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01-05-2020 | COVID-19 | News

CloroCovid-19 results reinforce the need for caution with chloroquine, hydroxychloroquine use

Author: Claire Barnard


medwireNews: Findings from the phase 2b CloroCovid-19 trial indicate that patients with severe suspected COVID-19 who are treated with high-dose chloroquine have higher rates of death than those given low-dose chloroquine.

These findings suggest “that high-dose chloroquine (and by close association, hydroxychloroquine) […] is potentially associated with increased mortality,” say Stephan Fihn (University of Washington, Seattle, USA) and co-authors in an editorial accompanying the research published in JAMA Network Open.

The trial included 81 hospitalized patients with severe respiratory syndrome and clinical suspicion of COVID-19 who were randomly assigned to receive high-dose (600 mg twice daily for 10 days) or low-dose (450 mg twice daily on day 1 and once daily for 4 days) chloroquine treatment. All patients received concomitant treatment with the antibiotic azithromycin, while 92.5% and 86.8% of patients in the high-dose and low-dose groups, respectively, received the antiviral medication oseltamivir due to suspected influenza.

The CloroCovid-19 investigators, led by Marcus Lacerda (Fundação de Medicina Tropical Dr Heitor Vieira Dourado, Manaus, Brazil), found that 39% of the 41 patients given high-dose chloroquine died over 13 days of follow-up, compared with just 15% of the 40 participants in the low-dose group, translating into a significant 3.6-fold elevated risk for death with the high dose.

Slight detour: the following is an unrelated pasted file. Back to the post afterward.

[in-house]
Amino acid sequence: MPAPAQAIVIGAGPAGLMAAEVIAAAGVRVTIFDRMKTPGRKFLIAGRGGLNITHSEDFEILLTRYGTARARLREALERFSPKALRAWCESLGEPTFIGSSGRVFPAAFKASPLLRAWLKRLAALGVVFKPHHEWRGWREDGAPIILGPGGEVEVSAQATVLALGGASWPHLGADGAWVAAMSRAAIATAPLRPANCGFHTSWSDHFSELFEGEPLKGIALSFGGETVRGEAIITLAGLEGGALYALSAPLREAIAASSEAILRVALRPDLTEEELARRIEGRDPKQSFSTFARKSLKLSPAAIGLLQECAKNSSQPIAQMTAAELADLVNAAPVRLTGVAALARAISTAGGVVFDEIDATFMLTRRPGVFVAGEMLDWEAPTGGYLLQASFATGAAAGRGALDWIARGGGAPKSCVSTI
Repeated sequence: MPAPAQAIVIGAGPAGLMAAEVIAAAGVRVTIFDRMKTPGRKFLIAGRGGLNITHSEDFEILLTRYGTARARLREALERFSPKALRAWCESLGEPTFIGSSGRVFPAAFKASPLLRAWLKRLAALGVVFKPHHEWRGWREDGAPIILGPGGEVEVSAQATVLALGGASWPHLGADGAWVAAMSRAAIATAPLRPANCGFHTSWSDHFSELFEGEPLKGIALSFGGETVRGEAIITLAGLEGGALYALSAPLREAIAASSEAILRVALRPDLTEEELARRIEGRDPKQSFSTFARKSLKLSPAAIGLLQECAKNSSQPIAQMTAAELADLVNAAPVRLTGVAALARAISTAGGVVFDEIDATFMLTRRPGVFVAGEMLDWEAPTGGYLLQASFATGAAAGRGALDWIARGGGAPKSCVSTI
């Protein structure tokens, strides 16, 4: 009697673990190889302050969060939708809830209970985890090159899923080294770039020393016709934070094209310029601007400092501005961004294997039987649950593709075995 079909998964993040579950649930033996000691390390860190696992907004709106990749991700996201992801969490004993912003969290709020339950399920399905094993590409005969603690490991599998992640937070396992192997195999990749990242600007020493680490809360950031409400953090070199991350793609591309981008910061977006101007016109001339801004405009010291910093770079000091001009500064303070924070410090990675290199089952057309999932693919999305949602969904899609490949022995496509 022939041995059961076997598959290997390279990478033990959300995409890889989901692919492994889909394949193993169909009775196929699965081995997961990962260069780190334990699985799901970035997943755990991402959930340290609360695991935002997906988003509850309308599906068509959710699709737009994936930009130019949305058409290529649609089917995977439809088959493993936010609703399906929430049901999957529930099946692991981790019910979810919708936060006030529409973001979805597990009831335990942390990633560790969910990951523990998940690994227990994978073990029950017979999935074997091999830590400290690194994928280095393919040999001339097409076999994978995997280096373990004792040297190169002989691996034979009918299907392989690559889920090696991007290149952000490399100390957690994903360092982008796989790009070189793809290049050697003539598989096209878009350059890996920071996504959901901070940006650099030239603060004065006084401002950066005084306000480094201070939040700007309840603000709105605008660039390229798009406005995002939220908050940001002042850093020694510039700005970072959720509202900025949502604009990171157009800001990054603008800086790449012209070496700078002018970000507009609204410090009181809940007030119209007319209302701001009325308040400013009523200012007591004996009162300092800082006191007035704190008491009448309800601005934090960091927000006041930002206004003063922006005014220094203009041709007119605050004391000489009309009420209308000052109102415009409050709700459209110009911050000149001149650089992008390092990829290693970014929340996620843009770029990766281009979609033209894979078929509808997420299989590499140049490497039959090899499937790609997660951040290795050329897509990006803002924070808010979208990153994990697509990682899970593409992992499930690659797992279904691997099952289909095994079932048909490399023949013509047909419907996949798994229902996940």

In an exploratory multivariate analysis, the researchers found that this association was attenuated to 2.8-fold, and no longer statistically significant, after controlling for age, suggesting that “[a]ge was an important confounder and might be associated with the unfavorable outcomes.”

Patients in the high-dose group were also more likely than those in the low-dose group to have a QTc interval corrected by the Fridericia method of greater than 500 milliseconds (18.9 vs 11.1%), while two (2.7%) patients in the high-dose group experienced ventricular tachycardia, compared with none in the low-dose group.

These “preliminary findings” suggest that “higher dosage of chloroquine should not be recommended for the treatment of severe COVID-19, especially among patients also receiving azithromycin and oseltamivir,” say Lacerda and team.

The editorialists believe that the CloroCovid-19 findings “should prompt some degree of skepticism toward the enthusiastic claims about chloroquine and perhaps serve to curb the exuberant use.”

However, Fihn (University of Washington, Seattle, USA) and co-authors say that a number of factors “prevent concluding categorically that high-dose chloroquine was toxic and that the likely mechanism was arrhythmogenesis.” For instance, there was “no witnessed torsade de pointes, an arrhythmia that is characteristically induced by QTc interval prolongation,” and treatment with azithromycin and oseltamivir “can also prolong the QTc interval,” they say.

They add that “[s]everal other trials, including a large multicenter trial in the US, are ongoing and hopefully will provide additional crucial information about the efficacy and safety of hydroxychloroquine.”

medwireNews is an independent medical news service provided by Springer Healthcare. © 2020 Springer Healthcare part of the Springer Nature Group

1 May 2020: The coronavirus pandemic is affecting all healthcare professionals across the globe. Medicine Matters’ focus, in this difficult time, is the dissemination of the latest data to support you in your research and clinical practice, based on the scientific literature. We will update the information we provide on the site, as the data are published. However, please refer to your own professional and governmental guidelines for the latest guidance in your own country.

JAMA Network Open 2020; 3: e208857
JAMA Network Open 2020; 3: e209035